Backpack Misuse Leads to Chronic Back Pain, Doctors of Chiropractic Say

Jul 18, 2000, 01:00 ET from American Chiropractic Association

    ARLINGTON, Va., July 18 /PRNewswire/ -- Backpacks have made it easy for
 many Americans to throw in everything but the kitchen sink without realizing
 they could be throwing out their backs. Millions of students are racing to the
 school bus or scurrying to their classes with overstuffed backpacks slung over
 one shoulder. At the same time, more adults have opted for lugging a backpack,
 rather than a briefcase, to and from the office. While carrying a backpack
 might seem harmless enough, it can cause some painful back and neck problems
 for people who don't pack or carry their backpacks properly, according to the
 American Chiropractic Association (ACA).
     "Back pain is pervasive in our society," said ACA President James A.
 Mertz. "Eighty percent of all Americans will suffer from it at some point in
 their lives, and 50 percent of us will suffer from low-back pain this year
 alone. Much of this suffering is brought on by bad habits initiated during our
 younger years-such as carrying overweight backpacks to school."
     A recent survey by Lands' End Direct Merchants found that more than 96
 percent of children ages 8 to 12 will carry a backpack to school this year. Of
 those, nearly one-third will carry their backpack improperly. Similarly, a
 recent study conducted in Italy found that the average child carries a
 backpack that would be the equivalent of a 39-pound backpack for a 176-pound
 man, or a 29-pound backpack for a 132-pound woman.
 
     What Can You Do?
     The ACA offers the following tips to parents to help prevent the needless
 pain that backpack misuse could cause the students in your household. (And,
 now that backpacks have begun replacing briefcases in the work place, you,
 too, might want to follow this advice):
 
     *  Make sure your child's backpack weighs no more than 5 to 10 percent of
        his or her body weight. If the backpack is heavier, it will cause your
        child to begin bending forward in an attempt to support the weight on
        his or her back, rather than on the shoulders, by the straps.
 
     *  The position of the backpack is important. The backpack should never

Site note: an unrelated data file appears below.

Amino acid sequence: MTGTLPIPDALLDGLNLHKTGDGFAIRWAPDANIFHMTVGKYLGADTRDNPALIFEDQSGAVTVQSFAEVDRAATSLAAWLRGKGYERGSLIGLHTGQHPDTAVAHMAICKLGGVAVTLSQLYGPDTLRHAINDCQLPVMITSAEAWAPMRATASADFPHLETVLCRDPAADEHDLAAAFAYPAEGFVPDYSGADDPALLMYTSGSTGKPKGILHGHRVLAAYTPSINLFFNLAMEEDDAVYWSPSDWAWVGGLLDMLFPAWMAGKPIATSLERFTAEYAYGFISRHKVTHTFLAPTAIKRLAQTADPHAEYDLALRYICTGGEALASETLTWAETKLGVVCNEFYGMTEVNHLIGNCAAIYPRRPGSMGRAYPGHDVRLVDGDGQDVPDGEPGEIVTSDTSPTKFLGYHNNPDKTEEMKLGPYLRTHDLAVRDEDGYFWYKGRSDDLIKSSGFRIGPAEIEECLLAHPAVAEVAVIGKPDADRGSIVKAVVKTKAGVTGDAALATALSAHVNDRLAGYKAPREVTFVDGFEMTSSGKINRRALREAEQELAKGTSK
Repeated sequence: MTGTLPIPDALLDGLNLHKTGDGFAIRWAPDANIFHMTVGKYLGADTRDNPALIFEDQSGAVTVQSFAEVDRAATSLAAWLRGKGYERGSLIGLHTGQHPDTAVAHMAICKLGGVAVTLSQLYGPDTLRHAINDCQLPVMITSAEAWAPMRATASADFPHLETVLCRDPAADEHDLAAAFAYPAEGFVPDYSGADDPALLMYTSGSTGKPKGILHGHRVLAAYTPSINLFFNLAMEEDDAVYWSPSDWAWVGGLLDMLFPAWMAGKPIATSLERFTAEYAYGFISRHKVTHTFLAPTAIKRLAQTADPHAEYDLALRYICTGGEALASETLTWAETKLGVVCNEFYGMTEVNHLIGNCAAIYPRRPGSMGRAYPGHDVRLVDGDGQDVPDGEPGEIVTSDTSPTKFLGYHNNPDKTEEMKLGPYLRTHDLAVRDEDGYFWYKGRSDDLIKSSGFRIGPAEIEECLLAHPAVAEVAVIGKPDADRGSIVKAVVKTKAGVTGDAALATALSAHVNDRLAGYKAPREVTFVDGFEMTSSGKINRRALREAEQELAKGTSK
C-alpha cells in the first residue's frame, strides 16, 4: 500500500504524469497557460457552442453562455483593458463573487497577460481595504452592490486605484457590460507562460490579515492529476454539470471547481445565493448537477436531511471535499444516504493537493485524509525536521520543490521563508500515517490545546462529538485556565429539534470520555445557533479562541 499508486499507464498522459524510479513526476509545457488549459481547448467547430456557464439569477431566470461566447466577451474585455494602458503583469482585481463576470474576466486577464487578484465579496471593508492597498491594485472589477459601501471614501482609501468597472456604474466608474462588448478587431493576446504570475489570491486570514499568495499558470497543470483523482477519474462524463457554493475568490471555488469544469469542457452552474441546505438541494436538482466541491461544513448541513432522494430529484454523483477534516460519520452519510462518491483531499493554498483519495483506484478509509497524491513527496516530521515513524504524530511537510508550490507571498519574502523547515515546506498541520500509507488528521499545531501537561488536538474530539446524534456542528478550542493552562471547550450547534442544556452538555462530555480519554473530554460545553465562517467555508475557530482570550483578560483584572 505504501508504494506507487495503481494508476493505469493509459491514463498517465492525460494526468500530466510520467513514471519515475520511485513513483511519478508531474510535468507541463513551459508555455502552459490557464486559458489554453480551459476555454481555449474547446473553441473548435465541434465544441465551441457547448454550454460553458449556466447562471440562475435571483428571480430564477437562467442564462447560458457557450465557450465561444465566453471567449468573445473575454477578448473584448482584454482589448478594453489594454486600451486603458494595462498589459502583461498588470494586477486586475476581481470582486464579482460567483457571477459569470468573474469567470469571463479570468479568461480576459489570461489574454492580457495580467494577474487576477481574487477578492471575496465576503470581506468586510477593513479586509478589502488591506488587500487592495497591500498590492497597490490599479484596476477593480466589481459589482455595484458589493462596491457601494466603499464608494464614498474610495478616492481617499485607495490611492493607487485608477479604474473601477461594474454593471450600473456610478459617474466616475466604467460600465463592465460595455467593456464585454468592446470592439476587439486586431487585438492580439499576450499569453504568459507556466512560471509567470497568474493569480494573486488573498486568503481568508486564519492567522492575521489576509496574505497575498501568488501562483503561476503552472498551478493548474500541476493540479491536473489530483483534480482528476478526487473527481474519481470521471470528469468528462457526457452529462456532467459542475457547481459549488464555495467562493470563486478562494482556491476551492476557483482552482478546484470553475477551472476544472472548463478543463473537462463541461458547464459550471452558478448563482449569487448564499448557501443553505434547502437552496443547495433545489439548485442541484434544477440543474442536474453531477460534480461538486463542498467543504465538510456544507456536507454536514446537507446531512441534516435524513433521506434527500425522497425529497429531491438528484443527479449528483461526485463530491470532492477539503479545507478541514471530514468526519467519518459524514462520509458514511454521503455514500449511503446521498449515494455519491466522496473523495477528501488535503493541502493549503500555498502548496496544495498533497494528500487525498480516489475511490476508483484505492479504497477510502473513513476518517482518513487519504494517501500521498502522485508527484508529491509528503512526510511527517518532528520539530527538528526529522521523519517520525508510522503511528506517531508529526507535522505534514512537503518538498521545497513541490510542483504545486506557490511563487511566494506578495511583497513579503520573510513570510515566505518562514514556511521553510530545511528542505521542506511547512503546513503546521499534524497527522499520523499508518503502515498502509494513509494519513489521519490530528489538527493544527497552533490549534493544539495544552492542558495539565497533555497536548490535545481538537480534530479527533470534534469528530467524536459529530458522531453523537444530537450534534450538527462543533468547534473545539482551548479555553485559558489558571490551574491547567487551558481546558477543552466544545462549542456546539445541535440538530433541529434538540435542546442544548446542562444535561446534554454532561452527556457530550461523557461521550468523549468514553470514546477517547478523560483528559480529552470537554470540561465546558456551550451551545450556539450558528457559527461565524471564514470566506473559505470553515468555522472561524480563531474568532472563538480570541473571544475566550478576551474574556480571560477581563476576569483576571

hang more than four inches below the waistline. A backpack that hangs
        too low increases the weight on the shoulders, causing your child to
        lean forward when walking.
 
     *  A backpack with individualized compartments helps in positioning the
        contents most effectively. When packing the backpack, make sure that
        pointy or bulky objects are packed away from the area that will rest on
        your child's back. An uneven surface rubbing against the back could
        cause painful blisters.
 
     *  Keep in mind that bigger is not necessarily better. Parents should buy
        the best-designed backpack possible for their child. The more room
        there is in a backpack, the more your child will carry-and the heavier
        the backpack will be.
 
     *  It is important that your child wear both shoulder straps. Lugging the
        backpack around by one shoulder strap can cause the disproportionate
        shift of weight to one side, leading to neck and muscle spasms, as well
        as low-back pain.
 
     *  Padded straps are very important. Non-padded straps are uncomfortable,
        and can dig into your child's shoulders.
 
     *  The shoulder straps should also be adjustable so the backpack can be
        fitted to your child's body. Shoulder straps that are too loose can
        cause the backpack to dangle uncomfortably and cause spinal
        misalignment and pain.
 
     *  If the backpack is still too heavy, talk to your child's teacher. It
        might be possible for your child to leave the heaviest books at school,
        and bring home only lighter hand-out materials or workbooks.
 
     *  If your child continues to complain about back pain, consider an
        alternative to traditional backpacks-packs on wheels. More parents and
        children are realizing the benefits of this safer way to transport
        books and other necessities to and from school.
 
     *  Talk to your child about the proper use of backpacks and help him or
        her understand why this and other ergonomic issues are important. A
        child who is educated early in life on the importance of ergonomics can
        apply this knowledge later in life-at home or in the office-and will be